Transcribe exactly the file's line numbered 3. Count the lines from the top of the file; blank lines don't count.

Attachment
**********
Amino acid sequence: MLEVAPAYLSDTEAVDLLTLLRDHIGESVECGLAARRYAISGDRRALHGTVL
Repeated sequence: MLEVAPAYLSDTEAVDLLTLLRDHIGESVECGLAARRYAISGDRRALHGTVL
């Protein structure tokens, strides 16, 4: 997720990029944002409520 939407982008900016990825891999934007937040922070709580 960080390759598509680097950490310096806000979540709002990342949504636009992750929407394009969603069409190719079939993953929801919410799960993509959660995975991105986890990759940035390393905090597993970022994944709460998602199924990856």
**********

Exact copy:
């Protein structure tokens, strides 16, 4: 997720990029944002409520 939407982008900016990825891999934007937040922070709580 960080390759598509680097950490310096806000979540709002990342949504636009992750929407394009969603069409190719079939993953929801919410799960993509959660995975991105986890990759940035390393905090597993970022994944709460998602199924990856």